Seattle District Header Image


Home > Missions > Civil Works > Locks and Dams > Albeni Falls Dam

Albeni Falls News

April 8, 2015

Army Corps to host public information meeting in Priest River April 30

The U.S. Army Corps of Engineers is hosting a public meeting April 30 in Priest River, Idaho, to inform the public on Albeni Falls Dam operations. 

Representatives from the Corps will discuss upcoming spring and summer operations, lake level coordination and review winter operations.  In addition, a representative from Bonneville Power Administration will discuss Columbia River power and flexible winter power operations.

Public Information Meeting Details:

Thursday, April 30, 5:30-7 p.m.
Priest River Event Center
5399 Highway 2
Priest River, Idaho 83856


June 24, 2014
Army Corps to keep Lake Pend Oreille up higher longer in September

May 30, 2014

Lake Pend Oreille, Pend Oreille River flooding potential

Public Presentations
August 27, 2014 Public Meeting

June 2014 Albeni Falls Dam Downstream Temperature Study

December 2013 Albeni Falls Dam Downstream Temperature Study



U.S. Army Corps of Engineers
Albeni Falls Dam
2376 E. Highway 2
Oldtown, ID 83822


Like us!


Albeni Falls Dam

Albeni Falls DamAlbeni Falls Dam was authorized for construction under the Flood Control Act of 1950. This Act was signed by the United States Congress in response to a great flood that swept over the river valleys of the Columbia basin in 1948. Albeni Falls Dam was built from January 1951 to December of 1955 at a total cost of $34 million.

The dam is made up of two different parts: the powerhouse and the spillway. The powerhouse contains powerful turbines and generators that convert gravity-driven river water into hydroelectricity. The spillway can either store water for downstream power production and irrigation at other dams along the Pend Oreille and Columbia Rivers, or release water for upstream flood control. There is 136,000 cubic yards (61 million pounds) of concrete in the structure.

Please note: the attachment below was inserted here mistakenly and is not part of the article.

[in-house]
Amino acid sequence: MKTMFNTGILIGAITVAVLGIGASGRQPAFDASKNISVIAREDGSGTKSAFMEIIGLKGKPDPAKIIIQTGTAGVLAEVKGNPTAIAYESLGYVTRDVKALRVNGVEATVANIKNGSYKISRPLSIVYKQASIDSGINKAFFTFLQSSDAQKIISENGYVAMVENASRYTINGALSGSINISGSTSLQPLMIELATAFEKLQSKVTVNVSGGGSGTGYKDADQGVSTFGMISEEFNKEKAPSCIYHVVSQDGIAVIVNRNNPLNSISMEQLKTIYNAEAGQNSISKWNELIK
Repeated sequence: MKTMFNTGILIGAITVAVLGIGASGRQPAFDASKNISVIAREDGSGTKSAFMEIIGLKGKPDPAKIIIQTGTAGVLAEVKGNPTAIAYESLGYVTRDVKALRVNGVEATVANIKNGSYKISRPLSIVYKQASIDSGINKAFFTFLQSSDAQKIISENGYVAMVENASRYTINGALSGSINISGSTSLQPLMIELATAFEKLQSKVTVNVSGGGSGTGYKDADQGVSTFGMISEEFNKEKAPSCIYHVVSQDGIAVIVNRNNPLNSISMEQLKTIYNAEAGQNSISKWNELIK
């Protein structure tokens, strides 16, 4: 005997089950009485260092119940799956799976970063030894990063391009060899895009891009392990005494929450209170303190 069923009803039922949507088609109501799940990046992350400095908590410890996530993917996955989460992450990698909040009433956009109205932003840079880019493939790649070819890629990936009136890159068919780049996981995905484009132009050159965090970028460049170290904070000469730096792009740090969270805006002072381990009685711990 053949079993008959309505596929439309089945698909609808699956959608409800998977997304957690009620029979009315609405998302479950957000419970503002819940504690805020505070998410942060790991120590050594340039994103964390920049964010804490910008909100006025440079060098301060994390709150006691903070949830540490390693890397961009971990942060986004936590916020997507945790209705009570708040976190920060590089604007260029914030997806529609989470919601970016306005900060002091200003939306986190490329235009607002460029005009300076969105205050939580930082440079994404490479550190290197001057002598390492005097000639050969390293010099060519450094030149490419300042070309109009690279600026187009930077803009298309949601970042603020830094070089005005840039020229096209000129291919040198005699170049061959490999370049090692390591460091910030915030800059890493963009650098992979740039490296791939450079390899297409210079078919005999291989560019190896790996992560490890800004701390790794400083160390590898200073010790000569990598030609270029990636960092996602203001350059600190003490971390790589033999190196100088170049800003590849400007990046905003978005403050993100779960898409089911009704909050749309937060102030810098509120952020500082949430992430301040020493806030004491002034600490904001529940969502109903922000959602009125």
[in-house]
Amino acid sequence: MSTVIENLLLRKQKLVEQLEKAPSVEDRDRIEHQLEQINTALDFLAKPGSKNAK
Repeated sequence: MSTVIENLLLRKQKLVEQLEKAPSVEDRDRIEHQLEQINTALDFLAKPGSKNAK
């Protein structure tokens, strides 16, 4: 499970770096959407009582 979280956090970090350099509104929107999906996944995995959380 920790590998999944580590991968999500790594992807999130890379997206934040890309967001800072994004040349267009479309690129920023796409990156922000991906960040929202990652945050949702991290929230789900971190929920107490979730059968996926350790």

Today, it produces over 200 million kilowatt hours of electrical energy each year. When running at top capacity, the three Kaplan generators can generate 42.6 megawatts. That's enough power to supply about 15,000 homes. Bonneville Power Administration markets this electricity to customers primarily in the Pacific Northwest. This power production saves the United States from buying about 4.9 million barrels of imported oil each year.

Flow Update

For Immediate Release
April 20, 2015

Lake Pend Oreille elevation at Hope: 2,053.8 feet
Albeni Falls Dam inflow: ~31,000 cubic feet per second
Albeni Falls Dam outflow: 27,000 cfs

Outflow from Albeni Falls Dam increased this morning from 27,000 to 29,000 cfs over a one-hour period starting at 11 a.m. PDT today. 

Seattle District Water Management has taken over control of day-to-day regulation of Albeni Falls Dam during the refill period which will continue through late-June.  The current plan for the remainder of April is to target being below 2,055 feet at the Hope Gage for the end of April.  While elevation 2,056 feet is the upper limit the lake can be at on April 30th, the lake is being held lower in consideration of downstream Columbia River needs that will extend through mid-May.  Lake Pend Oreille, unless the Dam is on freeflow, will refill towards the summer operating range of 2,062 to 2,062.5 feet by mid to late June depending on hydrologic conditions and flood risk management needs.

Short term modeling forecasts are provided by the Northwest River Forecast Center.  Their projections for Albeni Falls Dam inflow, outflow and the Lake Pend Oreille at the Hope gage can be found here:

Projections for future operations at Albeni Falls Dam can be found here:

Page 1 shows Lake Pend Oreille Elevation at the Hope gage
Page 2 shows Albeni Falls Dam inflow
Page 3 shows Albeni Falls Dam outflow

Around the Project